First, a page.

Google has been accused of deceiving Internet users into collecting location data

Google aurait trompé certains utilisateurs de téléphones équipés de son système d

The US company will have to pay millions of dollars in fines.

Google has violated a law that tricks users of the Android operating system into collecting location data on small devices, an Australian court ruled on Friday.

American technology company must pay fines “A few millionRod Sims, director of the Australian Competition and Consumer Commission (ACCC), said the dollars in the case had been taken to court.

A federal court has ruled that in 2017 and 2018, Google deceived users of phones and tablets with its Android operating system.Location History.

In particular, it does not mention that Google does not authorize trackingWeb and application functionalityLocation data is included as part of a separate system on their devices.

Numerous studies around the world have shown that the collection of location data on Android and iPhone devices is done without the knowledge of users or their explicit permission. Such data is especially valuable for advertisers who offer products and services based on location. According to Mr Sims, this is the first decision made in the world.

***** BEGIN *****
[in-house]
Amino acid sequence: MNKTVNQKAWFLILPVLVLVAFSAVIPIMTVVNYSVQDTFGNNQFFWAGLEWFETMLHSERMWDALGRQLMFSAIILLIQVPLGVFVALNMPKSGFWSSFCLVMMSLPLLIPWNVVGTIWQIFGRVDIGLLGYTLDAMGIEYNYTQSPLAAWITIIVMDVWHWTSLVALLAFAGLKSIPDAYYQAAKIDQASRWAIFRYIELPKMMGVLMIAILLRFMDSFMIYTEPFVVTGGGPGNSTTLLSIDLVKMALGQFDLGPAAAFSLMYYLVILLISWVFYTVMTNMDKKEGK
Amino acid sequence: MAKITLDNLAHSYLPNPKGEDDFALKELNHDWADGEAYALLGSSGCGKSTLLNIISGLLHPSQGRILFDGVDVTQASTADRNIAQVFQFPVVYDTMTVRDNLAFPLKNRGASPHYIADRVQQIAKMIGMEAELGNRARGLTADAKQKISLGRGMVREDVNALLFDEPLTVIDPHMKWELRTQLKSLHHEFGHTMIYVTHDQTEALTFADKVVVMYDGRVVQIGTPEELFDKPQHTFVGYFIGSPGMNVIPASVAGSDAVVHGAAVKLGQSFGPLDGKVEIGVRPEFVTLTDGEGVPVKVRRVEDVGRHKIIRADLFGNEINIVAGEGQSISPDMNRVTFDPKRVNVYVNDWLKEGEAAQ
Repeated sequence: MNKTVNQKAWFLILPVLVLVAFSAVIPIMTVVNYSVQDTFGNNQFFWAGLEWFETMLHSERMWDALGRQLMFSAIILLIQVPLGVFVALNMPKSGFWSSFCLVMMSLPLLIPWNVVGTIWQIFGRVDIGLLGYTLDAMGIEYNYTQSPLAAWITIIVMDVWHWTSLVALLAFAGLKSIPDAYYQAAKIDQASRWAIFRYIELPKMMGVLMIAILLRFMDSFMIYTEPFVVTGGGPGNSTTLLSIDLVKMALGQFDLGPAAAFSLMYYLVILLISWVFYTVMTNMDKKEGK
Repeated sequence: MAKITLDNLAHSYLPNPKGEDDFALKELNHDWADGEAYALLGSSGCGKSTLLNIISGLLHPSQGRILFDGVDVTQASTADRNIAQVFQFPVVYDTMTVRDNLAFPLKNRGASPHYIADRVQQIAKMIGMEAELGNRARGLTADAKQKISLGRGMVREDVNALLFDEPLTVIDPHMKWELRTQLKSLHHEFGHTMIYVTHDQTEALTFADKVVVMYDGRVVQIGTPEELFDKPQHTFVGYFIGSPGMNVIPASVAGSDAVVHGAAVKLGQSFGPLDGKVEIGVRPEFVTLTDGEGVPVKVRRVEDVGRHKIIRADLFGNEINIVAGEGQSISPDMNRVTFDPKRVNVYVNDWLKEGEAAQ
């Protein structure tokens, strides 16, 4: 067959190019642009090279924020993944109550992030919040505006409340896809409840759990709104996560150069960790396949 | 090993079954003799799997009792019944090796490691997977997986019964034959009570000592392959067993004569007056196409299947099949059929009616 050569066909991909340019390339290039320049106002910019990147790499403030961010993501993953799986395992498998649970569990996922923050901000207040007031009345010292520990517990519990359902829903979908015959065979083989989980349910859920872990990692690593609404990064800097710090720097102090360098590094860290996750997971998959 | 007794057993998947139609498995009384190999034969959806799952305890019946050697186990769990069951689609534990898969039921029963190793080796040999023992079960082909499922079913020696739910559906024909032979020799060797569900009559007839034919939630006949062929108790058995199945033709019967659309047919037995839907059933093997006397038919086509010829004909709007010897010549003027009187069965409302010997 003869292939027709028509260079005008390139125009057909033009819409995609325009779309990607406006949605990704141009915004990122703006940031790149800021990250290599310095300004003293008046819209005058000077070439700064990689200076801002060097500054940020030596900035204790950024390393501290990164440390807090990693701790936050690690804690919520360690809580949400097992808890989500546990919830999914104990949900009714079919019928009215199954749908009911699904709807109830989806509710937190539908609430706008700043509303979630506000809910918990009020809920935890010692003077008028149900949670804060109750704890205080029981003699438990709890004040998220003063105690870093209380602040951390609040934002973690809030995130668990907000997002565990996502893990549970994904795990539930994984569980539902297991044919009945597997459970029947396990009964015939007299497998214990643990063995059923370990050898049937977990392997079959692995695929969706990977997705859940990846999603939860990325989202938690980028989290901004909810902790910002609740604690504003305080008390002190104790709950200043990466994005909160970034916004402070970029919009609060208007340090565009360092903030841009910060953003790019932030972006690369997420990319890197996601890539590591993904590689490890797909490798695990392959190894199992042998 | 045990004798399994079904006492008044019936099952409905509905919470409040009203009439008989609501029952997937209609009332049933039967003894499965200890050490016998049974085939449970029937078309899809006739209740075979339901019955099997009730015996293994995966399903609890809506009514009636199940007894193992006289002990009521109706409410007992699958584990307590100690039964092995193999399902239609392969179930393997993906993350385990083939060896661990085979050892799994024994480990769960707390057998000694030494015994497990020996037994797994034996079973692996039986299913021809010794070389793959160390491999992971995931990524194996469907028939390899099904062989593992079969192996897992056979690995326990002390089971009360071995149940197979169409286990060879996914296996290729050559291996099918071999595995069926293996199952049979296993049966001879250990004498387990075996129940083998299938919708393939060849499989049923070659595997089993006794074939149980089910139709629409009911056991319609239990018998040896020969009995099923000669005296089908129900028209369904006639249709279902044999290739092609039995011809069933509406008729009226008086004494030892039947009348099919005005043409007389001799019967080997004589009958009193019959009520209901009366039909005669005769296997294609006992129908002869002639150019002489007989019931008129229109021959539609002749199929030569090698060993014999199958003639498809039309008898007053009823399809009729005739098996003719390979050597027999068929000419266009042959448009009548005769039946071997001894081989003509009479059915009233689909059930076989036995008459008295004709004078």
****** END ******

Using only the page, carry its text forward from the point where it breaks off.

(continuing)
“An important success for consumers”

«This is a significant success for consumers, especially those who care about their online privacy, as the court ruling sends a strong message to Google and other companies: big business should not deceive their customers.“, He estimated.

In his conclusion, Federal Court Judge Thomas Thawley said:Area“ACCC accepts complaint against Google.”The company’s behavior would not have fooled all sensible usersIn his service. However, GoogleMisdirected or may mislead some sensible users“And”It does not matter if the number or proportion of sensible users may or may not beTo establish guilt.

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ACCC wants $ 850,000 (10 710,000) fine for violationA few millionDollars, Mr Sims said on ABC television. Google, for its part, opposed the decision, which, according to Giant, excludes some. “Public hearingsIt only affects the ACC and some users, and said it was considering the possibility of an appeal.

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Cory Weinberg

About the Author: Cory Weinberg

Cory Weinberg covers the intersection of tech and cities. That means digging into how startups and big tech companies are trying to reshape real estate, transportation, urban planning, and travel. Previously, he reported on Bay Area housing and commercial real estate for the San Francisco Business Times. He received a "best young journalist" award from the National Association of Real Estate Editors.

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